FAITH NEWS SERVICE – When people move from one cultural system to another, they get caught in the dissonance created by the collision of the two systems for survival. Many are not aware of what is happening.
They have brought their own culture to the host situation, and it is not working for them. The host people wonder why they are so strange. Culture shock is a real possibility for these sojourners in a foreign land. But awareness can change all this.
A similar problem confronts Christians when they read the Bible or implement its teachings in their own culture. They do not realize the powerful influence of the original culture on the words and then of their own on their observations of the text or its application to their lives.
The results create a gap between God and their expression of Christianity. This is the crux of the discussion in this book. The journey may cause discomfort for some. It is a sensitive topic to talk about one’s own culture and its influence on us when all along, we thought we were in charge of our lives and preferences. It may give us a sort of reverse culture shock.
Western culture is one of the most challenging perspectives from which to see and grasp the intent of biblical truths. Its search for logical information, institutional survival, and Christian celebrities does not lend itself to trusting relationships central to the biblical message.
The English language, shaped by this culture, is highly in contrast to Middle Eastern ways of thinking, reasons for communication, and views of people. The typical reader does not allow the text to change their individualist view of themselves but rather reads it through individualist eyes that often filter out what God intends for them.
The result is a highly developed superficial Western Christianity with what is believed to be the information but often misses the meaning and personal engagement with God intended. That leaves a Gap Between God and Christianity.
The Gap Between God and Christianity comes out of decades of observing Western Christianity in the United States and Europe and non-Western Christianity in Africa, Korea, and Native America and years of teaching applied cultural anthropology and intercultural communication. Through it all, I became deeply concerned for today’s churches, Christian schools, and mission agencies.
We have ignored this enormous influence of culture, and ours has played tricks on us, invading our way of thinking about God, godliness, and ministry. It is time to close the gap.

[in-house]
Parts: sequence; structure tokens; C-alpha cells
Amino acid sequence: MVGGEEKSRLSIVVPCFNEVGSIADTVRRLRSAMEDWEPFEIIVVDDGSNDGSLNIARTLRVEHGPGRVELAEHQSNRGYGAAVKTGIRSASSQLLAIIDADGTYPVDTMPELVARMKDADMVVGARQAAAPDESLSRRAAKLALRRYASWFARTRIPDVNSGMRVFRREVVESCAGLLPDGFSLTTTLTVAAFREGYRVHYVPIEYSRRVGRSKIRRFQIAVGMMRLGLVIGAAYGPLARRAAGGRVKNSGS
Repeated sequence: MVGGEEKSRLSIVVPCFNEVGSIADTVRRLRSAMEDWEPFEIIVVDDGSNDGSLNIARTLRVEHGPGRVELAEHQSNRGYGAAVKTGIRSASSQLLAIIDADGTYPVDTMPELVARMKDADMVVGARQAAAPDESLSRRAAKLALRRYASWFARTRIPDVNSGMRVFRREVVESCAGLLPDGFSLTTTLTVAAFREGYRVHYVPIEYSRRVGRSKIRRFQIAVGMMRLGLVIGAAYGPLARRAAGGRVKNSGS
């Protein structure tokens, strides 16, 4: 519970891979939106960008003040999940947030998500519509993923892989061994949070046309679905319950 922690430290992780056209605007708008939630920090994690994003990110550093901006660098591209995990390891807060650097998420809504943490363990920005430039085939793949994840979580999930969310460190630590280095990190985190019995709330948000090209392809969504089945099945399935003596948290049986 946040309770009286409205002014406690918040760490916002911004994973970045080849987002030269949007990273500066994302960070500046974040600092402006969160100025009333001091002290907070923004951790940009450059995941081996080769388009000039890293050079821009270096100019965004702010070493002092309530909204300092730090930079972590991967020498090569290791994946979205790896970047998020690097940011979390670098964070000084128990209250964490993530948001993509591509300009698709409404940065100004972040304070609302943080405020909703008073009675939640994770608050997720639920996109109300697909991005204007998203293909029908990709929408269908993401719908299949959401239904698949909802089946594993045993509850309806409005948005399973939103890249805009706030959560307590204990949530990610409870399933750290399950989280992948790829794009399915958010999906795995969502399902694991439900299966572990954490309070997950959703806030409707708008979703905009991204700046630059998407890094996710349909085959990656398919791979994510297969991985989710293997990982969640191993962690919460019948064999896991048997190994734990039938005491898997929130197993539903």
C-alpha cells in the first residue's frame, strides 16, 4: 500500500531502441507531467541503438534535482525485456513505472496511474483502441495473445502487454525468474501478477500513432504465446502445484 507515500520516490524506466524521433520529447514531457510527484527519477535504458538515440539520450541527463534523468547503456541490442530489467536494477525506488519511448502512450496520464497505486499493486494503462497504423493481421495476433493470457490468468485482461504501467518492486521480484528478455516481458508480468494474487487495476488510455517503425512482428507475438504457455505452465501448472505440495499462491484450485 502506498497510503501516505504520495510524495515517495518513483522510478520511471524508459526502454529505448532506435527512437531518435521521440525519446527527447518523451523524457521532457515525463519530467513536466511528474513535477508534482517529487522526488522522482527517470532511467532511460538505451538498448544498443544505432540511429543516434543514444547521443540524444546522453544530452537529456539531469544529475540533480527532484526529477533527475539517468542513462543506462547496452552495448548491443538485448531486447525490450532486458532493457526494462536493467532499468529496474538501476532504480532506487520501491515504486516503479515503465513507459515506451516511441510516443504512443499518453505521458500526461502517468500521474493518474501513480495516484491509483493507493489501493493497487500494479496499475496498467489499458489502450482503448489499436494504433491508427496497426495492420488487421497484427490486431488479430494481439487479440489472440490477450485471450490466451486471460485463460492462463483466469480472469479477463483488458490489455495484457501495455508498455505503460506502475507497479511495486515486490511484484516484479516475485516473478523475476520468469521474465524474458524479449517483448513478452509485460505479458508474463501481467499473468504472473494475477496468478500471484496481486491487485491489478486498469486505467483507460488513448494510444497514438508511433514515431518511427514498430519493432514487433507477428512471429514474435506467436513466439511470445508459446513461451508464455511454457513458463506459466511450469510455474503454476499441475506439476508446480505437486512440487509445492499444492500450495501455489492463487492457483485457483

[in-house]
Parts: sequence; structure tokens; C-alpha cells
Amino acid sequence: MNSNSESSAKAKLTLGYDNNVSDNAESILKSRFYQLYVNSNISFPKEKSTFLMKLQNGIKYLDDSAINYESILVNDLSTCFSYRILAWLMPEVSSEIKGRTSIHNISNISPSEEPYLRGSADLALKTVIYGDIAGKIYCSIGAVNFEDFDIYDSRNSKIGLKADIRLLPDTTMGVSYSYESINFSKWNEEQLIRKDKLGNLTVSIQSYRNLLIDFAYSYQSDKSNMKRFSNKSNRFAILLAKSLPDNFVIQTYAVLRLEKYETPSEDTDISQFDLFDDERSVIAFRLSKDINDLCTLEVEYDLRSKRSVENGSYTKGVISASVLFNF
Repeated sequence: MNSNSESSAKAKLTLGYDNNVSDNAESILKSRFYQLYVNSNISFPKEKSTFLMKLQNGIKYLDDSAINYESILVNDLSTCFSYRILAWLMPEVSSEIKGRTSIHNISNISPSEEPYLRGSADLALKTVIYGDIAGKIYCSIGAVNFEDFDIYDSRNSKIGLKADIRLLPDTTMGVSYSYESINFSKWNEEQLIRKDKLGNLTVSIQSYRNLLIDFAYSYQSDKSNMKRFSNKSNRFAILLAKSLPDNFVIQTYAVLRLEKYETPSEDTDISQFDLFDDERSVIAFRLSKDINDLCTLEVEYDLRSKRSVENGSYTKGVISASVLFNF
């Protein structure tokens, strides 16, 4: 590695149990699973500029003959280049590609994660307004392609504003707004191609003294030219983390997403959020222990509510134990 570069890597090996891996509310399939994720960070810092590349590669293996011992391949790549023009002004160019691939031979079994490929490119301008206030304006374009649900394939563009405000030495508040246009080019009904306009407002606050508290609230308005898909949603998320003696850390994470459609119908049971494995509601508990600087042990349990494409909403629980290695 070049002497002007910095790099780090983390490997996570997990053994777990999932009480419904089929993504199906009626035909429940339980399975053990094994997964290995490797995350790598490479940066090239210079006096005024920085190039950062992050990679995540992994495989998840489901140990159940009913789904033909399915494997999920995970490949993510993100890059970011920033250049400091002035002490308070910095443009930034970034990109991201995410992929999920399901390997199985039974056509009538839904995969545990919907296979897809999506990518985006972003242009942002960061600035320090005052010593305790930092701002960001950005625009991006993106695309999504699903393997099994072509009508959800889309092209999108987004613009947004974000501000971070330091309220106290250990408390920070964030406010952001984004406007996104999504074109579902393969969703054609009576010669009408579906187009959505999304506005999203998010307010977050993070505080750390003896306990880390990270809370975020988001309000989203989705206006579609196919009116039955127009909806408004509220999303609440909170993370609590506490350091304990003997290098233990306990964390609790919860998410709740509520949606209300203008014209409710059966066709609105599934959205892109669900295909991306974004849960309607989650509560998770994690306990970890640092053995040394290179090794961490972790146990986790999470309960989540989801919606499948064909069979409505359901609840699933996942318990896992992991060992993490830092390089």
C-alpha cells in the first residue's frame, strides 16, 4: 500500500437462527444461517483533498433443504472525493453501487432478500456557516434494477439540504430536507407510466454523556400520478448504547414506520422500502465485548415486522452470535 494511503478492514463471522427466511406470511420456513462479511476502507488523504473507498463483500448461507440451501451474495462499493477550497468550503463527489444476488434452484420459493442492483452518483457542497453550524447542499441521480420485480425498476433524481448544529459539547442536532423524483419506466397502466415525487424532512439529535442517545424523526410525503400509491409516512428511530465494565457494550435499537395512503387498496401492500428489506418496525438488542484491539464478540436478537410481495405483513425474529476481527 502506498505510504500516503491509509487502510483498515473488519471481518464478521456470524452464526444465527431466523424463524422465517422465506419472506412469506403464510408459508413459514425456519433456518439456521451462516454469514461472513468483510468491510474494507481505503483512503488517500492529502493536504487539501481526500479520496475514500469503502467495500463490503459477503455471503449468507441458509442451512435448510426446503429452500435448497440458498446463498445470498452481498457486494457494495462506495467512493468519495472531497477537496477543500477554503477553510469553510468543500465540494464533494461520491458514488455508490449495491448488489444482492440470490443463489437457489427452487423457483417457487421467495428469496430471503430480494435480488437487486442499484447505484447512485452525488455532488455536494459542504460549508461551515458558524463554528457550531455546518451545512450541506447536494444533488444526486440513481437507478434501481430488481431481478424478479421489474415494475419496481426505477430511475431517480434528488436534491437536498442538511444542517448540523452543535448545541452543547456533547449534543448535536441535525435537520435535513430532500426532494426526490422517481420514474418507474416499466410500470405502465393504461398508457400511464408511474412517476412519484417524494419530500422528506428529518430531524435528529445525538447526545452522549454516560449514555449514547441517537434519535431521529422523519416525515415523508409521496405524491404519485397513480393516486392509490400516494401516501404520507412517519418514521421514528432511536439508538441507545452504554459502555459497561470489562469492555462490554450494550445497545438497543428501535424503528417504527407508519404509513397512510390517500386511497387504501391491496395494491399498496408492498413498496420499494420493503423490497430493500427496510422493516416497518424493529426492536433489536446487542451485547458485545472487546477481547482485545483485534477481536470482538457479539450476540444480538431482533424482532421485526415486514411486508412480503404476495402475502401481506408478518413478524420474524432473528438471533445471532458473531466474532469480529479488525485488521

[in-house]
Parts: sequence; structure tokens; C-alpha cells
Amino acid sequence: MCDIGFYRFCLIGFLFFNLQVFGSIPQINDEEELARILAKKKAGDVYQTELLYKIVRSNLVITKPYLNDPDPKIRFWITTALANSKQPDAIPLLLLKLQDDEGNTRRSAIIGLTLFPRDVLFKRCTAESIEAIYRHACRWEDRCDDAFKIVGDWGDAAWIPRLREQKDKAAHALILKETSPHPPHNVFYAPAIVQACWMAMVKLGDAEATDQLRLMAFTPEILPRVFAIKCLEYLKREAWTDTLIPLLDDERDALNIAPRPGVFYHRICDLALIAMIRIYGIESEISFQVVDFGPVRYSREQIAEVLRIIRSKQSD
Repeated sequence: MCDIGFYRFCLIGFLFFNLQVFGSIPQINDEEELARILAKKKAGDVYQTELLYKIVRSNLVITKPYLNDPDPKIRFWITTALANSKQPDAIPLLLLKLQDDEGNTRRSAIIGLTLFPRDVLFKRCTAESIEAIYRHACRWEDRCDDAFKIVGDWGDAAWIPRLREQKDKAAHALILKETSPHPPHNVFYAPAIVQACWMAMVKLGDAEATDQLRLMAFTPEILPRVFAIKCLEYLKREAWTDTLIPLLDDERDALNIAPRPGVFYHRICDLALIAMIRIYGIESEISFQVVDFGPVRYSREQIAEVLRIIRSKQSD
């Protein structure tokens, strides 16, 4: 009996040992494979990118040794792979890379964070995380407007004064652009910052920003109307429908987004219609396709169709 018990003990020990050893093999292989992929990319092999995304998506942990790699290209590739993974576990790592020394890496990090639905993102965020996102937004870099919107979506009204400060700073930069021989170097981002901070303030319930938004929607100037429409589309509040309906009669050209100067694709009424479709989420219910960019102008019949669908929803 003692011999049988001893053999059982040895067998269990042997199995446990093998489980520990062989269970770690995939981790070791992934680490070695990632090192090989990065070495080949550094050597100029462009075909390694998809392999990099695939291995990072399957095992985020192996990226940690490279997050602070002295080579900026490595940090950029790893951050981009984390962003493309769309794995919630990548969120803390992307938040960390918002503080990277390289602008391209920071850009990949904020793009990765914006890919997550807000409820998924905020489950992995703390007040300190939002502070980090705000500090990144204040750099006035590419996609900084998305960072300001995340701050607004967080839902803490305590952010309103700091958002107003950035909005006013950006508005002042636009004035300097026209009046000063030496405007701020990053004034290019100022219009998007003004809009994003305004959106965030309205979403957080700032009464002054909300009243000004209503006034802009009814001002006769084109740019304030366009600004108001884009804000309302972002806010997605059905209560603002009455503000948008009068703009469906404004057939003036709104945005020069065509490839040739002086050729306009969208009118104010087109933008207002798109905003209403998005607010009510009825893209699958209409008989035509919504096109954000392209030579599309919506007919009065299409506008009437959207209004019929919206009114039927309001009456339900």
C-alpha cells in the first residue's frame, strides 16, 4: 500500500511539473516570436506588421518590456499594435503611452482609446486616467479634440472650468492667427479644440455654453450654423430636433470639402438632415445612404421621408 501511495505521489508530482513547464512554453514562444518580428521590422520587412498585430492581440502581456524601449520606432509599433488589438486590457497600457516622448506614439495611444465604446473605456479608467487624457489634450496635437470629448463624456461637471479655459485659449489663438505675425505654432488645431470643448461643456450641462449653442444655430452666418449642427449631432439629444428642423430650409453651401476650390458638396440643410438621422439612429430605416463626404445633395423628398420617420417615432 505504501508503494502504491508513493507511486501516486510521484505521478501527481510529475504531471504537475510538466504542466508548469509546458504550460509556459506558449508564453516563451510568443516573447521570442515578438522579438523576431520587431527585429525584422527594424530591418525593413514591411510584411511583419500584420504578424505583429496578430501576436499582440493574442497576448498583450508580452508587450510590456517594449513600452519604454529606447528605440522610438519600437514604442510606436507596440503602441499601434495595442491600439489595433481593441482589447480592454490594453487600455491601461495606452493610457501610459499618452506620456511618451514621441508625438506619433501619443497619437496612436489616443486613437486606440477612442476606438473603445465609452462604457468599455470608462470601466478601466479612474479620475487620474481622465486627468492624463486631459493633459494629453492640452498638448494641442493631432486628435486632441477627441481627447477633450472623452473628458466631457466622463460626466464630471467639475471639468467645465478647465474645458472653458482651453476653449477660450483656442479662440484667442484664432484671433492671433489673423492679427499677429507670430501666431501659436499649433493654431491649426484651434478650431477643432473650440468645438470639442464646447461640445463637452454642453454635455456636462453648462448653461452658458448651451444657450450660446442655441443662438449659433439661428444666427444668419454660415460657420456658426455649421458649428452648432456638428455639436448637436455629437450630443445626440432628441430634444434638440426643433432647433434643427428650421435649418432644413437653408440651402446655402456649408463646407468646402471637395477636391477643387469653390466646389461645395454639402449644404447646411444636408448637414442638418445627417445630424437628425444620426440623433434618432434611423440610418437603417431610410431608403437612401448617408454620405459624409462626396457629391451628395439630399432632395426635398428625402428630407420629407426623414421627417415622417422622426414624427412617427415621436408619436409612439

This book speaks to the interference of our Western culture in reading and responding to God’s Word. Until recent times, Christians have not paid attention to the effects of culture on people, especially their own on them.
But this has been our error and weakness as Western people in understanding ourselves and others in the world around us. A further result is that we have neglected to see that reading the Bible is a cross-cultural experience, and we are ill-prepared for it. The Gap Between God and Christianity opens our understanding of the influence of our culture when we read the Bible.
We have a Western prescription in our cultural lenses, helping us interpret our experience and communication in our own situation but distorting the meaning of experience and communication in other cultures, including the Bible. If we let it, it creates a gap between us and God’s intentions for us in His Word. Although it is a sort of high treason to talk about culture’s influence on us individualists, it is time we met God on his own terms and let him speak for himself.
The Gap Between God and Christianity helps us cross the chasm.
“Because all ministry is intercultural, The Gap Between God and Christianity has a foundational and fundamental message for all Christian workers at home and abroad: know first who you are. Why? So that you don’t superimpose your culture on the Biblical cultures or the host culture. Forged out of the crucible of cross-cultural ministry in numerous cultures, the reader can expect to find informed ways to ‘let God be God.’ Don’t overlook this jewel.” —Tom Steffen, Biola University, emeritus.
“This book is a rich and needed cultural critique of American conservative Christianity, by a lifelong member of that community who has served half of his life as a foreign missionary, and the other half as a seminary professor. . . . Stallter concludes that cultural expectations, theological systems, and personal needs filter American views of Scripture and God, with the result that we ‘know a lot about self-assertion but little about humility and, therefore, little of the fear of God.” —Sherwood G. Lingenfelter, Fuller Theological Seminary, emeritus.
“Tom Stallter has faithfully and pointedly served those of us who comprise his Euro-North American audience. Building on his extensive international experience and painstaking scholarly pursuits, Stallter offers here not only a penetrating critique of our enslaving Western individualism but—perhaps even more importantly—constructive pointers toward living freely as followers of Jesus Christ. Stallter’s analysis of our skewed notion of ‘conscience’ is only one of several enlightening discussions that push us to ‘let God be God.’” —J. Nelson Jennings, Mission Pastor, Onnuri Church, S. Korea
“Thomas Stallter has provided the church an extremely valuable tool to help understand the role culture has played in the initial giving of God’s revelation, the subsequent understanding of that revelation throughout the ages, and the communication of that revelation by Christians across cultures. This understanding enables us to “let God be God within our cultural frame of reference’ and avoid the ‘intrusion of self between God and us.’” —John R. Lillis, Pacific Theological Seminary